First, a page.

Ridge body sitting on cash pile, ignores conservation | delhi | Hindustan Times
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Ridge body sitting on cash pile, ignores conservation

delhi Updated: Oct 03, 2013 01:04 IST
Darpan Singh

If it wasn’t bad enough that the Ridge Management Board or RMB has permitted development worth `1,540 crore on the Ridge over the past two years, HT has learned through an RTI query that the board has been sitting on the ‘commission’ it made from allowing these projects when it could have utilised the money for the conservation of Delhi’s green lung.

In the last two years, the RMB has permitted defence housing, highways and Metro projects in the Ridge, earning Rs. 77 crore by charging project proposers 5 % of the cost. This amount is meant to be spent for the conservation of the fragile scrub forest but not a rupee has been utilised so far. Even the interest on the ‘commission’, approximately `20 crore, that’s meant to be divided among conservation staff has not been utilised.

The Ridge is critical to Delhi’s well being since it checks the arrival of hot winds from Rajasthan during the summer, absorbs pollution and aids groundwater recharging.

But in the past two decades, besides government projects, the forest has become host to several temples, roads and illegal structures.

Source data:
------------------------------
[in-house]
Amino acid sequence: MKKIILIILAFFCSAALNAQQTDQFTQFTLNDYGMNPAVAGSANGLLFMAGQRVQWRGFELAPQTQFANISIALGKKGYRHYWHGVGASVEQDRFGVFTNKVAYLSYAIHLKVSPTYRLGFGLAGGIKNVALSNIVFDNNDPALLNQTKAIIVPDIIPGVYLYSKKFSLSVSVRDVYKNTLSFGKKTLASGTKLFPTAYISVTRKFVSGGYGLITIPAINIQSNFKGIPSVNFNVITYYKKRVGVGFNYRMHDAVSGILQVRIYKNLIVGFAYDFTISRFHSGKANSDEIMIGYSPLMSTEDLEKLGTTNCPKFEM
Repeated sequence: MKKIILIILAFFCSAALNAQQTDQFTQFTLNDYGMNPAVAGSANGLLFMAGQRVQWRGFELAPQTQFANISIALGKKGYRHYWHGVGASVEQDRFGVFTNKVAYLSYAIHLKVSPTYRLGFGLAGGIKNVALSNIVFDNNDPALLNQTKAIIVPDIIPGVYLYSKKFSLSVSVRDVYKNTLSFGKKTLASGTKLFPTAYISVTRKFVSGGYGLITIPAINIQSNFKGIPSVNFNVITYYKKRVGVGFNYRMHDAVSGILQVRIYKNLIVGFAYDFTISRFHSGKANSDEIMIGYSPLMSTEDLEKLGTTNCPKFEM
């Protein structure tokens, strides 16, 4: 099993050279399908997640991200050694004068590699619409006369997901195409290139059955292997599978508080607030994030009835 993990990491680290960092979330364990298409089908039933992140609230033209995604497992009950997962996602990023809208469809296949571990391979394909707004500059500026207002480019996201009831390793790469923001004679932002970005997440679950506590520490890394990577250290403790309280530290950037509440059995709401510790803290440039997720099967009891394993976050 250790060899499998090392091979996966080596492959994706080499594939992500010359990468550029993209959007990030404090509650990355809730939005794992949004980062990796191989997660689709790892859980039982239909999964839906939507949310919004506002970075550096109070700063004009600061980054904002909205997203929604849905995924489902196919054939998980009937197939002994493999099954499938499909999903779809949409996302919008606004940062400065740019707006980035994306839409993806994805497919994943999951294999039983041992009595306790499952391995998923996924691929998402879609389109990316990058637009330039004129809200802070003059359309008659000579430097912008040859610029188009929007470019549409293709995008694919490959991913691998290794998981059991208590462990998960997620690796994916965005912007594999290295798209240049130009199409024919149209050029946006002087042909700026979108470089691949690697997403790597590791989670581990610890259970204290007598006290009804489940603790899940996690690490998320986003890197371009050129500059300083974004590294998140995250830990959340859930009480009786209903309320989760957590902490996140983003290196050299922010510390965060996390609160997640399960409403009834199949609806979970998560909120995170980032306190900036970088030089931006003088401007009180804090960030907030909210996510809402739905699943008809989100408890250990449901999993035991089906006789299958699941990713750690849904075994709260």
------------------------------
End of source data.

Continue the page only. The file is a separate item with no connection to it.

The latest forest department action plan admits the Ridge has been harmed. “No construction should have taken place in the Ridge after its notification in the mid 1990s. The Supreme Court has said it has to be maintained in its pristine glory. The ridge is rapidly shrinking. Development has all but destroyed it,” it says.

But the RMB believes it is well within its rights to allow projects in the area.
The RTI reply says that the Supreme Court in 2011 allowed it to charge 5% of the cost of any project cleared in the Ridge.

“This doesn’t mean RMB will go on a land-diversion spree,” says conservationist Ravi Agarwal. “This way, the Ridge will not survive. It should not be used even for projects like Metro. The network should go underground or bypass the Ridge altogether.”

RMB member secretary GN Sinha told HT that the board needed to strike a balance between protecting the Ridge and facilitating projects that will benefit the public.

But conservationists don’t agree. “The RMB was formed to preserve the Ridge. It has betrayed the trust of people by parceling and selling it. We must have an independent and ecologically conscious board to preserve it”, says environment lawyer Raj Panjwani.